This site will mainly focus on taking advantage of huge credit card sign up bonuses, but I feel like it’s first important to make sure everyone isn’t missing out on 2% cash back on every purchase they made. When I see someone use a debit card to buy something at a store, a little piece of me dies inside. Using a debit card gets you 0% cash back and that’s just not cool. Don’t do that to yourself.

There are many credit cards out there that give you 1% back on all purchases, and some of them like the Chase Freedom have 5% cash back in rotating spending categories. But there’s no reason you shouldn’t be getting at least 2% back on every single thing you buy. To get it, you just need one of the following cards:

Capital One Venture: This one not only gives you 2% back on every purchase, but there’s a 50,000 point bonus if you spend 3K in the first 3 months. You can’t redeem points for straight cash back, but it’s basically the same thing. 50,000 points is worth $500 in statement credits toward travel purchases and many things fall into the travel category. There also seems to be a nice glitch where you can keep redeeming points for the same purchase over and over again. There is a $95 annual fee that is waived for the first year. After the first year, you would need to make the call on whether to cancel or switch to one of the other cards below. But this card is certainly worth getting for at least a year.

Fidelity Rewards Visa Card: I’ve had this card forever. No annual fee plus 2% on everything is a beautiful thing. This one also isn’t a true straight cash back card as they won’t mail you a check, but it’s quite simple. You just need some kind of free Fidelity account and after you accrue $50 in rewards, you transfer it to your Fidelity account and from there you can cash out. Note there is no signup bonus on this one.

Citi Double Cash: This one gives you 1% on all purchases and then another 1% as you pay for those purchases. So a complicated way of saying 2% on everything. Also no annual fee and you can redeem cash back for a check or statement credits.

The takeaway: Stop using your damn debit card and get one of the cards above. As long as you can hit the 3K spend in 3 months, I’d go with the Capital One.

Bonus: If you already have a 2% card and you are just here for huge bonuses, well I certainly respect that. My friend Dan reminder me today of one of the best ones currently out there. The American Airlines Aviator card. You get 50,000 AA miles after making one purchase. Yes, just one purchase. You do need to pay the $95 annual fee on your first statement, but used wisely, the 50,000 AA miles are worth at least $750. That’s a damn great deal for about 5 minutes of work: 2 mins to apply and 3 mins to drive to the nearest 7-Eleven and buy a pack of gum.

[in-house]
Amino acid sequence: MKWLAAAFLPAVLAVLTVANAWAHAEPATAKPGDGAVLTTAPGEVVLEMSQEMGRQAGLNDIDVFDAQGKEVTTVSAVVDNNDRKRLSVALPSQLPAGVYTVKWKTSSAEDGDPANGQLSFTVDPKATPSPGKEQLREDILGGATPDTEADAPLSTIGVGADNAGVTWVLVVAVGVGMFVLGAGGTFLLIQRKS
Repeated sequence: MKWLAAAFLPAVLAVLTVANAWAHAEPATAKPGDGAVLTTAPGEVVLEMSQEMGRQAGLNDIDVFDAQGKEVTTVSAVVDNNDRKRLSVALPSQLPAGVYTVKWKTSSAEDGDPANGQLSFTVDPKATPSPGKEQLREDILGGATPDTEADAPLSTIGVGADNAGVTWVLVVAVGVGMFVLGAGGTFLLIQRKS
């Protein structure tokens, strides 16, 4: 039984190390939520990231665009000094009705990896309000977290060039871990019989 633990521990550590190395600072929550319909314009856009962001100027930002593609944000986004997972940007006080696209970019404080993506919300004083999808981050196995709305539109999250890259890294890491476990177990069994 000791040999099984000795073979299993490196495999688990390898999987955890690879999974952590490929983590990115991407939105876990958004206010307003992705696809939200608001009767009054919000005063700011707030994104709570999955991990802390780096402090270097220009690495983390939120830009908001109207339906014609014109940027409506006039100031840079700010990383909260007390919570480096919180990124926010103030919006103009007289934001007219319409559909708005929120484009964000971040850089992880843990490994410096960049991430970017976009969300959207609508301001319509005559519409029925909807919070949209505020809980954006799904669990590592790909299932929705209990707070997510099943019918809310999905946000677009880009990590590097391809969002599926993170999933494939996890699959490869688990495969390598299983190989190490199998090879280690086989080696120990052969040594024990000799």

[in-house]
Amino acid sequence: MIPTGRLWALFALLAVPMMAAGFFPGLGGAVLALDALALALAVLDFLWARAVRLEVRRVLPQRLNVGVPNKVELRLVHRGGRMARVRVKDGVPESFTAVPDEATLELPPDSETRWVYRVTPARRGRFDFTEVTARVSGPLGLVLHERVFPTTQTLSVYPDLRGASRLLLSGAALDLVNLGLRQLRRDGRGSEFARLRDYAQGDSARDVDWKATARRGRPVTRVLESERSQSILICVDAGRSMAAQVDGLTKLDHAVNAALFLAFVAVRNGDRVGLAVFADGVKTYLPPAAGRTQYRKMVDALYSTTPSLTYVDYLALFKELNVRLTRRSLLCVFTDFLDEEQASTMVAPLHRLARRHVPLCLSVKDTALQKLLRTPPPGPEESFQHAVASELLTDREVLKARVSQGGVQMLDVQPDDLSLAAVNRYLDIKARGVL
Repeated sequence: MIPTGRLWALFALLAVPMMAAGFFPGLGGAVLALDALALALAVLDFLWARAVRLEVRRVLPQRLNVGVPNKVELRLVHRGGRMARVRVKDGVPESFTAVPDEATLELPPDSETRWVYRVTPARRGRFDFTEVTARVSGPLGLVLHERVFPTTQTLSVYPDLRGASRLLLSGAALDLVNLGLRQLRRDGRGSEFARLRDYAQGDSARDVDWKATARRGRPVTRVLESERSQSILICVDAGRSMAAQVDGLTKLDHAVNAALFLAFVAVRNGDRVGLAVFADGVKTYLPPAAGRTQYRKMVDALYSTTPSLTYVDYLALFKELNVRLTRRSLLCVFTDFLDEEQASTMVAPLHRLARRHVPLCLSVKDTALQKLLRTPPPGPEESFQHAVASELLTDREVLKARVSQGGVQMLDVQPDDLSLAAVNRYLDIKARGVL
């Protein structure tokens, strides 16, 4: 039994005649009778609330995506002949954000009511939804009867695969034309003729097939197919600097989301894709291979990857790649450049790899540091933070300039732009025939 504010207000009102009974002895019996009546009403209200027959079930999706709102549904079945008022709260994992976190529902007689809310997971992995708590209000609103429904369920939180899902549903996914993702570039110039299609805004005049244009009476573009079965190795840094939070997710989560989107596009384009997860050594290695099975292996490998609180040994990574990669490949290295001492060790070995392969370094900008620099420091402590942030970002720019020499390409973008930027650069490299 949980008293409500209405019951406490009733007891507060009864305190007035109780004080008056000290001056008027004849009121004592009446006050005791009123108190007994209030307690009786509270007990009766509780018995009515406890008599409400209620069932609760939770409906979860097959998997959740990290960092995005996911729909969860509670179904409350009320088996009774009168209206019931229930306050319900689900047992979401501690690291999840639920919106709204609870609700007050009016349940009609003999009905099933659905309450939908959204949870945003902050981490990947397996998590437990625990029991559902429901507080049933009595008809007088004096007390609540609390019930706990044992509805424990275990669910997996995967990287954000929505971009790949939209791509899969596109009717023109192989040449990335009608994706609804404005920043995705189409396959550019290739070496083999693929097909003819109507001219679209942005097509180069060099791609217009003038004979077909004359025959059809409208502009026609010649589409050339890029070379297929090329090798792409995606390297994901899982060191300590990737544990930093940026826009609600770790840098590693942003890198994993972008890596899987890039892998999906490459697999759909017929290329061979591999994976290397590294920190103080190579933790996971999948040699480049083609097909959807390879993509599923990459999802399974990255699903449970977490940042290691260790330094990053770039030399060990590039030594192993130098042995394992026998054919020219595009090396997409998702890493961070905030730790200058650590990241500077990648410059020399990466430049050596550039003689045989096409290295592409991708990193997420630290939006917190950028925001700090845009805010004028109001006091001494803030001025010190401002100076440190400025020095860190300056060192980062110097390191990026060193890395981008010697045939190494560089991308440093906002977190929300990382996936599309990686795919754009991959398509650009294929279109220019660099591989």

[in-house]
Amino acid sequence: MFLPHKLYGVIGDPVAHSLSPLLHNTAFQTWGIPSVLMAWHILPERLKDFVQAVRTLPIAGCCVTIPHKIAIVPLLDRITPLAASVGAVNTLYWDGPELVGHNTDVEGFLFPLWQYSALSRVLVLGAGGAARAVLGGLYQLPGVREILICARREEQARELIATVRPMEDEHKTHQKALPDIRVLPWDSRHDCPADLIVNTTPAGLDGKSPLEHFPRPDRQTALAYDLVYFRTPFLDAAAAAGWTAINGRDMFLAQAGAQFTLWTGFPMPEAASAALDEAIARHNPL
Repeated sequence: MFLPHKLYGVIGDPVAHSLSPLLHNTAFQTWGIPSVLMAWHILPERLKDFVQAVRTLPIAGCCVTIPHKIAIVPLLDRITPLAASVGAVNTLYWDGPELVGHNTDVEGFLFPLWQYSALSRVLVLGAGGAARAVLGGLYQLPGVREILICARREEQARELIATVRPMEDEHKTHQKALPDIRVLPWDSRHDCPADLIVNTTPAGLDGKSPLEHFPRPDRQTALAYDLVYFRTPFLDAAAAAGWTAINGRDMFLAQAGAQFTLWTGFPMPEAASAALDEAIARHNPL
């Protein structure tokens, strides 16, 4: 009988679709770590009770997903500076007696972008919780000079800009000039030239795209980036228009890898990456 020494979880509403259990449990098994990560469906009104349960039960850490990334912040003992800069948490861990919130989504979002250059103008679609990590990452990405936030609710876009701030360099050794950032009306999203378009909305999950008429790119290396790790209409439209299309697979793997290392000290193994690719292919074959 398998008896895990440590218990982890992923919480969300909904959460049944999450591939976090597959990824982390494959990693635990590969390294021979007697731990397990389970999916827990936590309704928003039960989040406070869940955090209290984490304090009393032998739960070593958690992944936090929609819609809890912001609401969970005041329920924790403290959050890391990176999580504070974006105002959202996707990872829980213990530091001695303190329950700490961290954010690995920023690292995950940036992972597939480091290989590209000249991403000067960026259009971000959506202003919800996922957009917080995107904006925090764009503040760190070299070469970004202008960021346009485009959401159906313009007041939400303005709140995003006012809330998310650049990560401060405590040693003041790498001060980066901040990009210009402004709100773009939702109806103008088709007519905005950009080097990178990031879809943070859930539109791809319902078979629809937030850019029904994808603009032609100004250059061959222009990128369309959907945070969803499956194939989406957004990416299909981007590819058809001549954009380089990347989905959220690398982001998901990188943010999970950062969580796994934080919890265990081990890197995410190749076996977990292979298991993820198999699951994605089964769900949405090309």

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Welcome.

If you are reading this, wow! I actually started this website. My talented sister-in-law Erin created the logo months ago and then I just didn’t do anything for months, which frankly I completely expected of myself. But anyway, I am excited that I have finally put words down here. I’m keeping the website design very simple right now because the website builder thing had all these boxes and menus everywhere and I got frustrated and just deleted them all.

Here’s the quick back story on why I’m starting this site: I spend way too much of my free time searching for new credit card offers and deals in general online that I want to share some of that “knowledge” with more people.

Credit card sign up bonuses are where there is real “free money” to be made. I haven’t paid for a flight or hotel in 10 years. I would estimate I have obtained more than $50,000 worth of free travel through credit card bonuses. Over the years, I have convinced a few friends and family to get into the points game, but many others remain skeptical. How can credit card companies give away all those points? Won’t opening new credit cards hurt my credit score? I’m going to tackle some of those FAQs a little further below, but first let me run through the basic details of how obtaining a massive stash of airlines and hotel points works. For those who don’t travel, you can of course get straight cash back on many cards, but the real value comes in using points for travel.